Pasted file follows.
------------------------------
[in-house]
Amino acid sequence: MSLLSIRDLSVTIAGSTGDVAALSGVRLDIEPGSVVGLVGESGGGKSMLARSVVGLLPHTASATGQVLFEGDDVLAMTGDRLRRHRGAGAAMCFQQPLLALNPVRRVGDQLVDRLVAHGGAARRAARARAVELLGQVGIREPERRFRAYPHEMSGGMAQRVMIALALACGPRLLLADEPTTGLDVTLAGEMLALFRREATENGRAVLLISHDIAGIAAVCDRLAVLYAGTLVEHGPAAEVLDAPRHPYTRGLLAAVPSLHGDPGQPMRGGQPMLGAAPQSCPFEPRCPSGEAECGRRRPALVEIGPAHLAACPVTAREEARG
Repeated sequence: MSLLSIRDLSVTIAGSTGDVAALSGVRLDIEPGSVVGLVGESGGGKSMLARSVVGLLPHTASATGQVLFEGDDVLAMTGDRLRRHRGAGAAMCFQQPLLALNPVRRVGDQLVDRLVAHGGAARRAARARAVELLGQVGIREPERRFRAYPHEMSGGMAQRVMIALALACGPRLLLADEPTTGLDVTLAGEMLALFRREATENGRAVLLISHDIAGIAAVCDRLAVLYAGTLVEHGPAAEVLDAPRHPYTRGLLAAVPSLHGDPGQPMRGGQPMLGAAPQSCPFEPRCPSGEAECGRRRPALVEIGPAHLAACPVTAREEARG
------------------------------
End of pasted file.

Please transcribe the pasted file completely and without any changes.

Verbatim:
[in-house]
Amino acid sequence: MSLLSIRDLSVTIAGSTGDVAALSGVRLDIEPGSVVGLVGESGGGKSMLARSVVGLLPHTASATGQVLFEGDDVLAMTGDRLRRHRGAGAAMCFQQPLLALNPVRRVGDQLVDRLVAHGGAARRAARARAVELLGQVGIREPERRFRAYPHEMSGGMAQRVMIALALACGPRLLLADEPTTGLDVTLAGEMLALFRREATENGRAVLLISHDIAGIAAVCDRLAVLYAGTLVEHGPAAEVLDAPRHPYTRGLLAAVPSLHGDPGQPMRGGQPMLGAAPQSCPFEPRCPSGEAECGRRRPALVEIGPAHLAACPVTAREEARG
Repeated sequence: MSLLSIRDLSVTIAGSTGDVAALSGVRLDIEPGSVVGLVGESGGGKSMLARSVVGLLPHTASATGQVLFEGDDVLAMTGDRLRRHRGAGAAMCFQQPLLALNPVRRVGDQLVDRLVAHGGAARRAARARAVELLGQVGIREPERRFRAYPHEMSGGMAQRVMIALALACGPRLLLADEPTTGLDVTLAGEMLALFRREATENGRAVLLISHDIAGIAAVCDRLAVLYAGTLVEHGPAAEVLDAPRHPYTRGLLAAVPSLHGDPGQPMRGGQPMLGAAPQSCPFEPRCPSGEAECGRRRPALVEIGPAHLAACPVTAREEARG